Friday, March 15, 2019
By Karen Fry, MA, BCBA
Mosaic Mental & Behavioral Health Services

Can you really change people’s behavior without punishment? The answer is “absolutely, yes!”

Unfortunately, people often think they are supposed to address undesirable behavior with punishment or unpleasant consequences. The good news is that you do not need to do this.

Behavioral scientists have proven that in the long run, behavior responds better to positive consequences; punishment is not necessary to improve behavior. State-of-the-art behavioral supports should always include treating people with unconditional love and using sound behavioral techniques.

Here are the top four universal behavioral support techniques, which can be used with anyone:

1. Do not react directly to undesirable behavior. People should act as if the undesirable behavior did not happen. We want to prevent reinforcing the undesirable behavior by accident, and we want to prevent an interaction that might make the person feel worse. People who observe an undesirable behavior should not say anything about the behavior. The person who had the undesirable behavior may still need attention, but it should not include attention concerning the undesirable behavior. This is different than ignoring a person; we never want to completely ignore someone.

2. Avoid using coercion. This sounds obvious, but most of us use coercion by accident without realizing it, even when we have good intentions. Coercive interactions typically result in making someone feel worse. Correcting someone, reprimanding someone, reacting to undesirable behavior or telling someone to “stop,” are common examples of coercive interactions that we think we are supposed to do. Coercion has bad side effects like anger, thoughts of retribution and trying to escape. These bad side effects make it likely that someone experiencing coercion will use more undesirable behavior. Coercion damages our relationships. When we avoid using coercion, we are striving to be Christ-like in our behavior by treating others with unconditional love.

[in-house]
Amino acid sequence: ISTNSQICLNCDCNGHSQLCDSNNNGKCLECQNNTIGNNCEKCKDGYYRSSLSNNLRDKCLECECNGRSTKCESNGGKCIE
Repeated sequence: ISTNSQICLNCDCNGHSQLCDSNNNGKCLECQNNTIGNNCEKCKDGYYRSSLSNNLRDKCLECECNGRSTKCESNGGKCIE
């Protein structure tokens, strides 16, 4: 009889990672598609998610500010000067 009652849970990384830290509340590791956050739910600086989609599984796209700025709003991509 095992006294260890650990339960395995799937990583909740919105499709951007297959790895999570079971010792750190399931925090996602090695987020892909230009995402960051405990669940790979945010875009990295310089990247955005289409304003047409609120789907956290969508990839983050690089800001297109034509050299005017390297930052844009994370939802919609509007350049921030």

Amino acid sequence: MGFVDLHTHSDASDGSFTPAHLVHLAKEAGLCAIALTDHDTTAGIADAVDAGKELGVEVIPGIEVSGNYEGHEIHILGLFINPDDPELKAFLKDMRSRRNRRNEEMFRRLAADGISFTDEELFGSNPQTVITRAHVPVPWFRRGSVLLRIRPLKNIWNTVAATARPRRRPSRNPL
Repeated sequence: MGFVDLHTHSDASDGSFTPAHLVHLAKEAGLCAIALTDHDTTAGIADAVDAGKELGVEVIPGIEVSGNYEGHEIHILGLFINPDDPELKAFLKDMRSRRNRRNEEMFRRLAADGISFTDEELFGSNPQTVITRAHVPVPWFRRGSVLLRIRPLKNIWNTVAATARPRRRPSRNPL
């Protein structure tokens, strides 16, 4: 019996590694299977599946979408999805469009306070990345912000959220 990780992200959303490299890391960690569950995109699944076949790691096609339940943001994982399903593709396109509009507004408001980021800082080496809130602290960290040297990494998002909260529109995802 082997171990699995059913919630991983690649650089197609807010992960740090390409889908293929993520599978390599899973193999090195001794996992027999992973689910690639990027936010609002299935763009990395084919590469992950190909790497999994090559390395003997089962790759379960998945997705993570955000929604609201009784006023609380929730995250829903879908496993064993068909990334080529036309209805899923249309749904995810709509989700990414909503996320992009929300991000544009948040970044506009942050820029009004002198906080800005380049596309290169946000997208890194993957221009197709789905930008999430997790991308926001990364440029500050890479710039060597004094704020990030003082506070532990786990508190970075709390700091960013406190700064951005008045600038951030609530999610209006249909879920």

3. Give people lots of good, high quality attention. To make the attention high quality, one should use the first two techniques: not react directly to undesirable behavior and avoid using coercion. High quality attention involves asking open-ended questions about something the person likes to discuss and using empathy statements. Short moments of high quality attention can be very valuable and do tremendous things to improve relationships.

4. Use reinforcement often. As mentioned earlier, the best way to change behavior is to provide positive consequences for desirable behavior. This is what the expression “catch them being good” means. When one has a good relationship with someone, praise is likely to be very reinforcing. Sometimes people need reinforcement to be more elaborate than praise. Ultimately, when we reinforce desirable behavior we are using the best technique to change behavior.

In addition to these four techniques, the environment is extremely important in influencing behavior. Look for ways to modify the environment to make desirable behavior easier. For example, if one is trying to not eat too many sweets, it is helpful if there are not sweets in the environment.

There is much more to say about behavior, but hopefully this introduction to universal behavioral support techniques will give you some usable suggestions. People in Rejoicing Spirits congregations are welcome to contact me at for more information on behavioral supports.